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. Last Updated: 07/27/2016

Medvedev's Removal Welcomed

The removal of Sergei Medvedev, lackluster press spokesman to President Boris Yeltsin, was greeted with sighs of relief in the Moscow press corps and the hope that, finally, information would begin to flow from the presidential press service.


In the year-and-a-half since Medvedev's appointment, journalists have almost ceased to look to the press spokesman for news. Medvedev, unlike his colorful predecessor, Vyacheslav Kostikov, was not given to floating trial balloons or imposing his own mark on events. He was the quintessential party man, saying what he had been clearly primed to say, acting more as a check on the flow of information than as a facilitator.


Medvedev, admittedly, had a difficult job to do: As spokesman for an ailing president in a time of fierce political intrigue, he was often put in situations when duties to his boss and duties to his "clients" -- the Moscow press corps -- were clearly in conflict.


It was an unfortunate position for Medvedev, whose reports for Ostankino television during the August 1991 coup earned him a reputation as a courageous and honest journalist. It cannot be easy to look former colleagues in the eye and give them deliberately misleading information, as Medvedev was forced to do on more than one occasion.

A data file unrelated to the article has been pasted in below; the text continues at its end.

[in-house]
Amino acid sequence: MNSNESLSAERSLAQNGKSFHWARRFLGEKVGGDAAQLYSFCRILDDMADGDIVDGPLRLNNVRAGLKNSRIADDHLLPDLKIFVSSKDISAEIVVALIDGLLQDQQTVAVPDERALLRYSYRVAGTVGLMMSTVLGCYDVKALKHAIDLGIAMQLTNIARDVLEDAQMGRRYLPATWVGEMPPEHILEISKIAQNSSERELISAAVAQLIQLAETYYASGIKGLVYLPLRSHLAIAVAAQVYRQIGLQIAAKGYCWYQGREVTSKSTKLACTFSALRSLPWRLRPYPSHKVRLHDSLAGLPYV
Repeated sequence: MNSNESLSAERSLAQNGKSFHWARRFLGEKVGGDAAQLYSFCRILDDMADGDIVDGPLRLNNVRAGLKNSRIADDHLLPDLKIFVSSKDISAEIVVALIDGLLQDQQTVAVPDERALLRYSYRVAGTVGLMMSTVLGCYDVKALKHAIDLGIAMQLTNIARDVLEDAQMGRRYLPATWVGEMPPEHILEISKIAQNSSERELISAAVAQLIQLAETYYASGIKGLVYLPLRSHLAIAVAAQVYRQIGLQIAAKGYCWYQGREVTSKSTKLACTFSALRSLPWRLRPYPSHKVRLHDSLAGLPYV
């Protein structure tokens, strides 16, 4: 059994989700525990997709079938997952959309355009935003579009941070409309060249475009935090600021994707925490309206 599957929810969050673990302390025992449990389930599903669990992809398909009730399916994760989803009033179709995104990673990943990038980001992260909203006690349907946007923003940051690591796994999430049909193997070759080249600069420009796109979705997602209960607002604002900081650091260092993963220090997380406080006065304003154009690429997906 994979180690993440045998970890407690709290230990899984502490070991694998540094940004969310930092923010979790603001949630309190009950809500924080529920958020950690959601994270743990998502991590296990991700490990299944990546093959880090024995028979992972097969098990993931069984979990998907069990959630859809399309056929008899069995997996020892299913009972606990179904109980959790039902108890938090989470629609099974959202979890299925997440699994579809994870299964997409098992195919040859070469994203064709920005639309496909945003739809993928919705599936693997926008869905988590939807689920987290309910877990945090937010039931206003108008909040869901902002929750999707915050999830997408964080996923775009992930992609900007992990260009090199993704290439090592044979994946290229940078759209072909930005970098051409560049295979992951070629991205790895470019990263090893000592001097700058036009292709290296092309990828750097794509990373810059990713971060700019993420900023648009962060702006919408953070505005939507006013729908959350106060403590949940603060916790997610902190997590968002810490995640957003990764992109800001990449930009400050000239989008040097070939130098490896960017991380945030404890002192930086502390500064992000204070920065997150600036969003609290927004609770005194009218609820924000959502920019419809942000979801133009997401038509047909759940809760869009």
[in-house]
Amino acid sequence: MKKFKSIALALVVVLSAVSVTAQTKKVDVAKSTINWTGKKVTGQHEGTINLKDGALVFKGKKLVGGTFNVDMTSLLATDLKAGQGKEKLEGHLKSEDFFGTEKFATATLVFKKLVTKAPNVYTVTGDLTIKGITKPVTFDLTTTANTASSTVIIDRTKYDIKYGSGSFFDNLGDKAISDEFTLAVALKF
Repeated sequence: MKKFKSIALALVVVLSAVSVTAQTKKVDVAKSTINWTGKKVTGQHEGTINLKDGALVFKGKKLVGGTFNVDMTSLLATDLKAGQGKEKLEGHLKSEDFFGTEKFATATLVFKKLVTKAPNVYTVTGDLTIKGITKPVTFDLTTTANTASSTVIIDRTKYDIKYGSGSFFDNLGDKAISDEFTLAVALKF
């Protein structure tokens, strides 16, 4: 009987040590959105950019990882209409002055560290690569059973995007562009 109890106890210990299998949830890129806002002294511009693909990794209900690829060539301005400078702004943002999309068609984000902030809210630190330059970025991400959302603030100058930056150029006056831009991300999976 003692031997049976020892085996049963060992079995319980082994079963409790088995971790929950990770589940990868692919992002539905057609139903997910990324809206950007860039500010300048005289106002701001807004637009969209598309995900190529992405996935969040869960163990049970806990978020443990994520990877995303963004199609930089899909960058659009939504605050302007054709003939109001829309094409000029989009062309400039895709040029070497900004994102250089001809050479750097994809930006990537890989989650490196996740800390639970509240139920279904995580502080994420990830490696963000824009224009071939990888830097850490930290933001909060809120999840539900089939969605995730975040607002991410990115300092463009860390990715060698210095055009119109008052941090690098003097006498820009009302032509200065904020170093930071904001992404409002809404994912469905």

One of the clearest examples of this occurred in July 1995 during Yeltsin's first serious illness, when the presidential press corps released a photograph of the president to prove that he was in satisfactory condition. The Russian press proved pretty much conclusively that the picture had been recycled from several months earlier, but Medvedev adamantly denied it. Looking directly into a news camera, he put his credibility on the line by insisting that the photo was genuine.


After that performance, any utterance on Yeltsin's condition from the presidential press service was bound to be suspect. When the president had his second heart attack, in the fall, top aide Viktor Ilyushin gave the press its clearest, most accurate information.


Journalists learned that "we do not have any information on that" was the best that Medvedev's people could come up with in sticky situations.


What the president needs, and what the press deserves, is someone who can provide timely, clear and truthful information about the president and his activities, and who can work with the press in getting the access they need to do their jobs.


Sergei Yastrzhembsky, Medvedev's replacement, is fondly remembered as a top professional by Moscow journalists who knew him as spokesman for the Foreign Ministry in the early 1990s. It remains to be seen whether he will be any more skillful than his predecessor in juggling his often conflicting responsibilities.